From the Desk of Raaa Baaaaa, President of Sales and Marketing, (name of company), Inc.
Sunday, September 19, 2010
123 Main St
Anywhere, California (they did not add a Zip Code. My first clue that the site was created by someone outside of the U.S or Canada)
I am sending you this letter because you are a highly qualified Customer Service professional with over 17 years experience who may be currently seeking a better job opportunity. I'd like to introduce you to (company name and link to their site). I'm sure you realize a resume that matches your skills to the requirements of a job is one of the main keys to getting hired. Writing a resume is very stressful and time consuming. Writing a resume that contains all the right elements for each job application can be virtually impossible for even the most qualified job candidate.
(uh, resume writing is not rocket science. Any job seeker in the last 10 years can write a resume with career/industry specific language)
I'm sure you already know that the first person to read your resume will not be a person.
I'm sure you know that the Recruiting Software logic of an Applicant Ranking and Tracking System (ATS) program must approve your resume before a real person will ever read your resume.
I'm sure you realize that if your resume is rejected by the ATS program, it will never be read by a hiring manager.
Yes! One word will make a difference.
You can be one word short of a better job.
You can be one word short of a better paying job.
You can be one word short of a more fulfilling job.
(so far, the awkward grammar and repetition of subject/predicate tells me I'm not talking to a person who is fluent in American English)
The days of the one-size-fits-all resume are gone. If you are seriously seeking employment, you must update your resume for each job you apply for. (grammar police alert!) You have undoubtedly noticed that the posted job requirements for your position have become much longer and much more detailed. (they have not) Human Resource Department personnel and Hiring Managers use ATS programs to eliminate applicants with resumes that are not an exact match to a job description.
Finding the correct combination keywords, action verbs, and objective phrases for the job you are seeking is too often like searching for a needle in a stack of needles. (nice attempt at tweaking a metaphor, but the metaphor does not need tweaking)
Obviously every word in a job description is not a keyword. Blindly injecting every industry term from a job description into your resume may get you past the ATS program. But it will not get past the first real person to read your resume. Overloading a resume with too many buzzwords and too much industry jargon is a sure way to land your resume in the wastebasket.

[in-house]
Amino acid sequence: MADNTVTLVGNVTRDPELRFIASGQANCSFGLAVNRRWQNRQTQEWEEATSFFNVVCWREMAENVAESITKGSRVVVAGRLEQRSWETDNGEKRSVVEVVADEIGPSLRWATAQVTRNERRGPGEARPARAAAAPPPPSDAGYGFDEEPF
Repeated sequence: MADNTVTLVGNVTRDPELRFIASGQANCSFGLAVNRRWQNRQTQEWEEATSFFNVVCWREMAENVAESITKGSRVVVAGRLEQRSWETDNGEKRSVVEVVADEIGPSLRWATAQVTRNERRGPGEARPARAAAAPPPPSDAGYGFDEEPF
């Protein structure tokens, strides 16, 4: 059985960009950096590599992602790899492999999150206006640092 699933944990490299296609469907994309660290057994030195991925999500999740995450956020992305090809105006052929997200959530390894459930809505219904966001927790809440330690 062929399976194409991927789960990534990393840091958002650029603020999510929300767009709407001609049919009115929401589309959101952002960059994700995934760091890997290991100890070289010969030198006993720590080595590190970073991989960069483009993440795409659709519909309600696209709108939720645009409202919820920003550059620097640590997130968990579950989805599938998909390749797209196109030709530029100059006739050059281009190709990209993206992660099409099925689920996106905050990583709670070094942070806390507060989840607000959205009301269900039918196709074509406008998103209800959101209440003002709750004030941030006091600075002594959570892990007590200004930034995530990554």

Recruiters, consultants and advisors tell you to search the web and employer job postings sites. Manually researching all the job posting sites for each job you apply for is very impractical. It is a total waste of time if the employer is no longer accepting applications by the time you complete your research. (in my experience, if the employer is not taking applications, the link to the job posting disappears and the job seeker is told as much) (Our company) has already done this for you.
It is clear that having a tool to assist you to get the right job is a major investment in your career. If you are currently seeking a new or better job (our company) is the tool you need. (yes, the comma between 'job' and the company's name was missing).
Metalhead39, I have read your resume. Your qualifications for a better position are very impressive. However, your skill set does not include professional resume writer. (aww. I'm hurt. 99.5% of job seekers don't write resumes for a living; however, when one's mortgage, food and sundries money is on the line, one becomes fairly prolific and prosaic pretty quickly). You can spend hours and even entire days writing and updating a resume for a job application. However, if your resume does not contain what the screening software logic wants, you will not be considered a candidate for the position.
Visit our website (link to the website) to see how (the company's name) will help you get the job you deserve and why (the company's name) is the Must Have Tool for Job Seekers in the Digital Age. (where do I start with grammar and punctuation rules on this one?)
You Have the Skills to Do the Job!
You Need a Tool to Get the Job!
President of Sales and Marketing
(the company name)
This e-mail may be considered an advertising or promotional message. © 2009 (company name). All rights reserved.
(the company name).
PO Box 213333, Royal Palm Beach, FL 33421
So, they can't abbreviate California, but the Postal Abbreviation for Florida is readily available along with a PO Box? If you want to view this company's website, the address starts with 'www.', then starts with 'resume' and ends with a word rhyming with 'rapper' which could be synonymous with a cartographer. Ooh, and don't forget the ".com" at the end. If there was any doubt of the legitimacy of this site, a visit to it without me typing in any of my info ground the doubt into the dust. I could not find any individual person's name or photo anywhere in the site. The photos used are photos that are 'stock photos' one can purchase on-line and use in one's website. Though the service costs $49.00 (not bad for this type of service), my bet is that no one ever just gets $49 taken from them.